How to Waste your Summer Internship without getting Fired

Warning: sarcasm in use

Make no attempt to learn from mentors or experts. Learning is over-rated, and everything you need to know is in a book somewhere, anyway.

Arrive as late as possible every single day, without violating policy. This way you have less face-to-face time with your co-workers.

Go to all meetings you are invited to, arrive late, do not prepare, and avoid participation as much as possible.

Never ask any questions. Admitting you don’t know what a term or acronym means is unacceptable. Try to figure it out on your own or make up your own meaning. If that fails, just give up.

Don’t bother taking any notes at any point of time. Note taking is a sign of weakness.

When you get stuck on something, remain stuck for at least a week before asking for help. Asking for help is also a sign of weakness.

Never attempt to understand “the why” of your project. Just follow instructions verbatim, with as little creativity as possible.

Always have social media, YouTube, or CandyCrush open on your computer’s screen. This will help the time pass faster. If anyone says something about it, just say you are taking a break.

Avoid all social activities. You’ll never see those people again after your internship. Even if you did connect with them later via the Internet, they will never be helpful to you in any way.

Always eat lunch alone. Bonding time with your smartphone is the best way to spend lunch time.

Avoid helping others as much as possible. What did they do to help you, anyway?

Avoid old-fashioned phrases like “good morning”, “please”, “thank you”.

Avoid old-fashioned gestures like holding open doors.

Don’t bother to remember any co-workers names. You’ll never see them after the internship, anyway.

Reply to emails 3 days after receiving them, never sooner. Your own agenda is much, much more important than any request for help.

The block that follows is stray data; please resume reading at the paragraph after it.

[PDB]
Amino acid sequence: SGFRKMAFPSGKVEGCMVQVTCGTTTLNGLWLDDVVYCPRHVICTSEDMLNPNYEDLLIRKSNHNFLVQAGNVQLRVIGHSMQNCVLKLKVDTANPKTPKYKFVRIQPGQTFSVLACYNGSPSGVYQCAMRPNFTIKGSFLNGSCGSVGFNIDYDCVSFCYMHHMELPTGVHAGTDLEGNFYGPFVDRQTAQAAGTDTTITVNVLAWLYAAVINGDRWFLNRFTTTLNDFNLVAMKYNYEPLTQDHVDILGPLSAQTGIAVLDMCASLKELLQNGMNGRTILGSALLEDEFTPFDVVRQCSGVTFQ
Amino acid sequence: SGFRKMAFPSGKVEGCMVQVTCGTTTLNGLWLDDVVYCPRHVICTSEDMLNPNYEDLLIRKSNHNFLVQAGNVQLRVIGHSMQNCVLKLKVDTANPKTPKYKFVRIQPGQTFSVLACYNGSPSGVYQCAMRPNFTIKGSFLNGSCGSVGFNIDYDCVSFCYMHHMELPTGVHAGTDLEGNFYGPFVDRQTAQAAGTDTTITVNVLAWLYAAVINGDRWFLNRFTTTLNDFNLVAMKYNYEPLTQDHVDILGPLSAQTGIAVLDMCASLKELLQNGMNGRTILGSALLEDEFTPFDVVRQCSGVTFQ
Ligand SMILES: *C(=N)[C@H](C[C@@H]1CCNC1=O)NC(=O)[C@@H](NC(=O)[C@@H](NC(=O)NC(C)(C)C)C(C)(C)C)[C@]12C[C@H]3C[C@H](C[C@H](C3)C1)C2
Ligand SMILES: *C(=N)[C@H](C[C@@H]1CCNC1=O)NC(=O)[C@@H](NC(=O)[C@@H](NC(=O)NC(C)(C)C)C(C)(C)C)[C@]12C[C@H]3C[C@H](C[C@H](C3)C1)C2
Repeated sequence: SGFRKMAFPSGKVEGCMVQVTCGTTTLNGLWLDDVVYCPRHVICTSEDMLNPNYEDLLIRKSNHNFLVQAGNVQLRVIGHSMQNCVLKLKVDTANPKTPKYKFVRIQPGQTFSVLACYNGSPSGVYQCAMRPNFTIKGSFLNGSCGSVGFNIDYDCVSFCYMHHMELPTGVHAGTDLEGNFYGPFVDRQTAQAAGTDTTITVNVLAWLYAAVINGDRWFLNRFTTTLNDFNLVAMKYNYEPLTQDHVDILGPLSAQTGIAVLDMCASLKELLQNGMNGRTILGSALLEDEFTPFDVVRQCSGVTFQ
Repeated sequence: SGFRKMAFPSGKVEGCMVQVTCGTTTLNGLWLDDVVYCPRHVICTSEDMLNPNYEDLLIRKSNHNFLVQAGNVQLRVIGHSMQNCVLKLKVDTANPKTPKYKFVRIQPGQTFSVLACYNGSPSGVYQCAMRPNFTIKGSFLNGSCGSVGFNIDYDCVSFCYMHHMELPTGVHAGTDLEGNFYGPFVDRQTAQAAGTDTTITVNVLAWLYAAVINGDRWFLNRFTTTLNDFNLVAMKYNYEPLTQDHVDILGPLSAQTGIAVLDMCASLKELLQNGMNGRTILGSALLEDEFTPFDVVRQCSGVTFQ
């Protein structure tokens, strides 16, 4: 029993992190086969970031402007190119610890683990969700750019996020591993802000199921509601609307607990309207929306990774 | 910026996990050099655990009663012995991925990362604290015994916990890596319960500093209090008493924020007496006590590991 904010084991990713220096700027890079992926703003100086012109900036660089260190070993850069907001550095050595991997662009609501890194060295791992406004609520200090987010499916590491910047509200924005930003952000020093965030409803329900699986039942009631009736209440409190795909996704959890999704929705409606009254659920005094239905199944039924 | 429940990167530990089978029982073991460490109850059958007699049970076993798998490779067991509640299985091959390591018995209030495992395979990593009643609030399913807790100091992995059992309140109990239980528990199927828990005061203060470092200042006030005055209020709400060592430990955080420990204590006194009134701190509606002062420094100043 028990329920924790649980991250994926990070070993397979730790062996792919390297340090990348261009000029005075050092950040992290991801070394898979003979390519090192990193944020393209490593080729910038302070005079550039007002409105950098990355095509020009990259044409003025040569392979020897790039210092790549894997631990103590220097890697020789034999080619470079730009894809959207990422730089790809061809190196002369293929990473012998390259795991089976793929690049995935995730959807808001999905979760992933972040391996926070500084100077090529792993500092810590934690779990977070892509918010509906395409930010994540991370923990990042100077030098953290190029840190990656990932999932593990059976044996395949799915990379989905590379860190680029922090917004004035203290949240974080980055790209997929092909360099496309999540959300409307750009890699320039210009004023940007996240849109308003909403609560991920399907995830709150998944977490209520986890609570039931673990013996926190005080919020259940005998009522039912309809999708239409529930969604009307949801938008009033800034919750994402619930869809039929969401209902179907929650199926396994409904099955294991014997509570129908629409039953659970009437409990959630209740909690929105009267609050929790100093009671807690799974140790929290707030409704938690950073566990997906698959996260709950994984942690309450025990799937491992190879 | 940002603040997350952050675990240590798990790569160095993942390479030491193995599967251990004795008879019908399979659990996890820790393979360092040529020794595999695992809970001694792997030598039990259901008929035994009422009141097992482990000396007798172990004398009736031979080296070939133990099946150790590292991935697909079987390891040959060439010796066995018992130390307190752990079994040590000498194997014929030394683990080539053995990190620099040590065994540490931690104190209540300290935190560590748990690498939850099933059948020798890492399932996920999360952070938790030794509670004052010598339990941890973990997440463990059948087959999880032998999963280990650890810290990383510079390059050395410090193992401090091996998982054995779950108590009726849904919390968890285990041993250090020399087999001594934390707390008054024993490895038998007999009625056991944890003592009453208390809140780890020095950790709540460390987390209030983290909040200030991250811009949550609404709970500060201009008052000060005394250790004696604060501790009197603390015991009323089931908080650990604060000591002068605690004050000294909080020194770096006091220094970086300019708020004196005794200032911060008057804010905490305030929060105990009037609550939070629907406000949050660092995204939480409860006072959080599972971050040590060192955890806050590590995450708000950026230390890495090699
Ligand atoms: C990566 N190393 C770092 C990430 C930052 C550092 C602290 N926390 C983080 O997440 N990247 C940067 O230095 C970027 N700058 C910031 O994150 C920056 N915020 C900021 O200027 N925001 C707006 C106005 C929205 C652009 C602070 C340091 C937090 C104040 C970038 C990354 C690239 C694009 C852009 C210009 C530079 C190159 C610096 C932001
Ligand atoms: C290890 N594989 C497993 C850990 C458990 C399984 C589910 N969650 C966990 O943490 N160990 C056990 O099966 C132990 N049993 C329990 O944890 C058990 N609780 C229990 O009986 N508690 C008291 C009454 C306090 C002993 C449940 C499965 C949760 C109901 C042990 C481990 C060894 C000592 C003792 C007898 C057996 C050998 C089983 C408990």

Better yet, create an inbox rule to auto-delete all incoming messages. If they contained any information that was actually important, someone will tell you in person, anyway.

Don’t bother to brush your teeth 2-3 days per week. You’re avoiding social situations, remember? Similar for showering and doing laundry, these things are a waste of your time.

Stretch your project out as long as possible. Obviously there are no other projects or problems that need solving.

On the last day of your internship just leave the building as usual without saying anything to anyone you have met. See ya!

What I learned from asking companies for money

I did something unusual as a 3rd year undergraduate computer science student at UCLA. I went to a crowded career fair on campus, and I didn’t give anyone my resume or apply for a internship. I walked around politely introducing myself and asking for money.

My cause was a good one. I needed a few hundred dollars (pocket change to a corporation) to buy dinner for students at a hack-a-thon. The event focused on building software for people with disabilities. An example project was a smartphone app for identifying currency denominations, for people with impaired vision.

My request was met with a wide range of reactions. One person quickly, but not rudely, told me she only has budget for collecting resumes. If I could promise a stack of resumes, she could give me money. I walked away and I later I figured out she was a “recruiter”.

Another person I met represented a semiconductor company. No students were lined up to talk to her. When I approached and gave my pitch I was surprised by her rude answer, delivered in a nasty, sarcastic tone. “Why would I sponsor your event for computer science students? I’m only interested in Electrical Engineering students.” I wonder why no students wanted to talk to her. I will remember this forever and I will never consider working for her company.

A few companies took me seriously, and I formed a relationship with one. That company, Symantec, sent me ~$200 which went towards Inn-N-Out burgers for 2 dozen hungry engineering students. It helped that I knew Jeff, a guy on the inside, and one of the hack-a-thon mentors, who was able to explain the event and convince the manager to support my cause. My relationship with Symantec turned into an internship, then a full-time software QA engineering position, then a supervisor position, and now a manager position. 7 years of contributions, multiple patent filings (2 approved by USPTO!) That’s a huge return on that $200 investment.

What I learned from all of this is:

* First impressions really matter.
* The way you carry yourself in one context reflects how you will carry yourself in other contexts.
* People can smell it when you don’t care about connecting with them, and they will act accordingly.
* Supporting someone’s cause can forge a very strong relationship.
* Who you know can really make a difference for opening doors.
* Don’t be afraid of rejection! Just move on and ask the next.
* Relationships matter, a LOT.
* Even the most trivial business interaction is an opportunity for relationship building.


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